Despite shifting a record 102 million pizzas throughout the year, positive performance across the Group’s main markets was skewed towards the UK and Ireland, with new ventures into the nordics and mainland Europe struggling.
As a result, profits before tax took a 22.2% dive to £61.9 million, down from £79.6 million the previous year. Net debt rose to £203.3 million, up from £89.2 million to the end of December 2017, as the firm’s expansion plans look to take longer to pay for themselves.
Two for Tuesday
The UK and Ireland, which still account for the lion’s share of Domino’s business, saw like-for-like sales rise 4.6% and 4% respectively, which the company expects to continue. In a further move to bolster its offering in its core markets, Domino’s opened a further 59 stores during the year across the British Isles, creating more than 2,000 jobs in the process.
Investors in the casual dining sector might be pleasantly surprised by how sturdy these sales numbers look compared to peers, but will then be frustrated by how heavy expansion plans have weighed on the bottom line.
Given the stability of the UK and Irish markets, the firm’s drop in profits paints an uneasy picture of meaningful losses in Norway, Sweden and Switzerland. However, chief executive David Wild was quick to put the results and future potential growth drivers for the business in perspective, saying:
"2018 was a mixed year. In the UK and Ireland, which account for around 90% of the business, we extended our excellent track record of growth and cash generation, responding well to the very challenging environment for the casual dining market.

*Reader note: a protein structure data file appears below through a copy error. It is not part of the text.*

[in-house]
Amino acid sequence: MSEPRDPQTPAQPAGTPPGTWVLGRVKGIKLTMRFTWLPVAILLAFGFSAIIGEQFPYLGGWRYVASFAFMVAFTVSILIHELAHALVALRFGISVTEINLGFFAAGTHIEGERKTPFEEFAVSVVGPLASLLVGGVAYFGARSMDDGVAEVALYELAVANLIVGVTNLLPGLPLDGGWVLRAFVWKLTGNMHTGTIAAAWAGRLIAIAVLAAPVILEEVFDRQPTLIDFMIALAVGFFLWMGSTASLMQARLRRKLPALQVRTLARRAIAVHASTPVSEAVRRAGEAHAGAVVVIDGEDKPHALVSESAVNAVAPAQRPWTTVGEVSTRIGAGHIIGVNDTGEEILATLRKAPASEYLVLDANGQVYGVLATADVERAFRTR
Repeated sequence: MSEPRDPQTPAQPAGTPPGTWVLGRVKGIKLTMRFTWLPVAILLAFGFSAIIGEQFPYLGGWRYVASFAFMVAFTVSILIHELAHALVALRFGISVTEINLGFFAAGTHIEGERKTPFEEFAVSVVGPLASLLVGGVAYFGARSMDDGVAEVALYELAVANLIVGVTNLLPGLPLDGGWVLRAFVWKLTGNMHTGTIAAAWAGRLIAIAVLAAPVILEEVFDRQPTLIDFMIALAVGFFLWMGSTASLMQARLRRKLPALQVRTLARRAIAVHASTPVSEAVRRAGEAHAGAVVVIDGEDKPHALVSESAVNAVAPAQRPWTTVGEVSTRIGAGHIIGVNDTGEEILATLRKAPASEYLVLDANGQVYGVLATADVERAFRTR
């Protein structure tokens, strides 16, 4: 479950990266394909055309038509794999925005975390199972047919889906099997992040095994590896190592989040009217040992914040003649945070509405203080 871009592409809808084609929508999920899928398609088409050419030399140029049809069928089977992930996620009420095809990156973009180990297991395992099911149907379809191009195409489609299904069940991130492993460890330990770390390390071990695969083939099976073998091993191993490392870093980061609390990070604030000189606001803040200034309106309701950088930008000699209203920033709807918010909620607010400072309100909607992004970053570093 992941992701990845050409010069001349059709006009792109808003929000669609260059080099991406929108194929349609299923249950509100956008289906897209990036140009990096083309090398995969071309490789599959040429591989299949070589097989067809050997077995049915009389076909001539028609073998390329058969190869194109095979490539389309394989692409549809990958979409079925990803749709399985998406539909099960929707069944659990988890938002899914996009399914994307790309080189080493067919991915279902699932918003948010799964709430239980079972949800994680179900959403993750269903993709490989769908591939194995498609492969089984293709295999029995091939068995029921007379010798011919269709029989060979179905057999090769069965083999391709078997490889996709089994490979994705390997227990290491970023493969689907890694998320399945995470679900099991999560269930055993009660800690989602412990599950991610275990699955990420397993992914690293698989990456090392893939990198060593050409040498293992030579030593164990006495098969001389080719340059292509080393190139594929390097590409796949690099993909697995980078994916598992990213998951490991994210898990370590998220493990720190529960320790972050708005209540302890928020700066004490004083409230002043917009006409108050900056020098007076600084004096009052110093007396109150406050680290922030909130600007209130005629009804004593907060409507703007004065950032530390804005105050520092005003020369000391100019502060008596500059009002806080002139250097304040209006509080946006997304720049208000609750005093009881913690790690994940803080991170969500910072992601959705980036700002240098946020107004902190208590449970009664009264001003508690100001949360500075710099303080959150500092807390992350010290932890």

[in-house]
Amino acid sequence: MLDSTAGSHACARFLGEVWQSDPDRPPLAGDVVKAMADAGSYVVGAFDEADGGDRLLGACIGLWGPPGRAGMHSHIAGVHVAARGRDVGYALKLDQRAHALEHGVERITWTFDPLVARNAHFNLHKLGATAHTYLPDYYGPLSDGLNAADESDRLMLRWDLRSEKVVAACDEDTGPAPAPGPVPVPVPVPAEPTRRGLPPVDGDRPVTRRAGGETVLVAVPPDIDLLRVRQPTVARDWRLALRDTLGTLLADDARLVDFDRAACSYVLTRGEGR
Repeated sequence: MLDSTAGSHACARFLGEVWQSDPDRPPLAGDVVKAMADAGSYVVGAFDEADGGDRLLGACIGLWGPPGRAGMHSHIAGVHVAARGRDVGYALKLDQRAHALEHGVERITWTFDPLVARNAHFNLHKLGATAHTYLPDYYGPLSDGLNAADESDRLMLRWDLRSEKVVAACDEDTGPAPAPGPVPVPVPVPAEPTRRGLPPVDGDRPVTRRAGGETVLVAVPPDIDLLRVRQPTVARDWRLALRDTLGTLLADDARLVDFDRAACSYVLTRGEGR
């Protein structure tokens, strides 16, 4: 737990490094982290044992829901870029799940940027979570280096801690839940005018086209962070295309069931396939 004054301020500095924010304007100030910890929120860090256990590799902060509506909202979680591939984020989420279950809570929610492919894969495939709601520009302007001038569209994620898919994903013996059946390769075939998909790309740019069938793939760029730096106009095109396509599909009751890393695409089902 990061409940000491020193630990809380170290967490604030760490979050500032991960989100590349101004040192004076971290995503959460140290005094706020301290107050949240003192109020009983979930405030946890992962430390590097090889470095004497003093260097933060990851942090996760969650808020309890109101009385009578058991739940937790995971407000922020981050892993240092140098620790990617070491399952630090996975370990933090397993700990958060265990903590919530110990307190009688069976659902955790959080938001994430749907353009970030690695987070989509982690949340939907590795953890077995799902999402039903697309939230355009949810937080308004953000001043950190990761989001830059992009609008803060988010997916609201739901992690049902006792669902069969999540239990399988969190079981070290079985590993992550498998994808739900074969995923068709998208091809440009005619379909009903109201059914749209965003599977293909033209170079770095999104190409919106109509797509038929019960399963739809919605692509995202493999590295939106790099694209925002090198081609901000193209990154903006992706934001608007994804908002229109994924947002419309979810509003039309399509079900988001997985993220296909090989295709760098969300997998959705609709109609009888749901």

“We also continued investing for future growth in digital and by successfully completing our new Supply Chain Centre in Warrington, our most significant investment to date, which supports our target of 1,600 stores in the UK.
"Internationally, we have experienced some growing pains which have hampered our overall financial performance. These are all good markets, with more than 100 million population, good appetites for pizza and little, if any, global brand competition.”
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Delivering on consumer tastes
If international markets are to break even and not rely on the UK and Ireland to support their growth this year, the company must address consumer tastes and attitudes to its offering as it begins to build its reputation in mainland Europe.
Investors have long been a fan of the simple business model, requiring a minimal retail footprint and cheap production costs. What’s more, current trends suggest Domino’s is well-placed to benefit from consumer shifts towards vegetarianism, with many of its meat-first fast food peers ill-equipped to adapt. Just ask Greggs how valuable a vegan sausage roll can prove.
More pressing is a growing consumer focus on healthy eating and conscious efforts to limit takeaways of any kind, not just pizza. Throw in the mounting threat posed by Deliveroo, Just Eat, Uber Eats and a range of younger Europe-based disruptors and we might find it takes longer for these new markets to take hold of Europe’s Friday nights in quite the way the company has on British shores.
More on Domino’s Pizza
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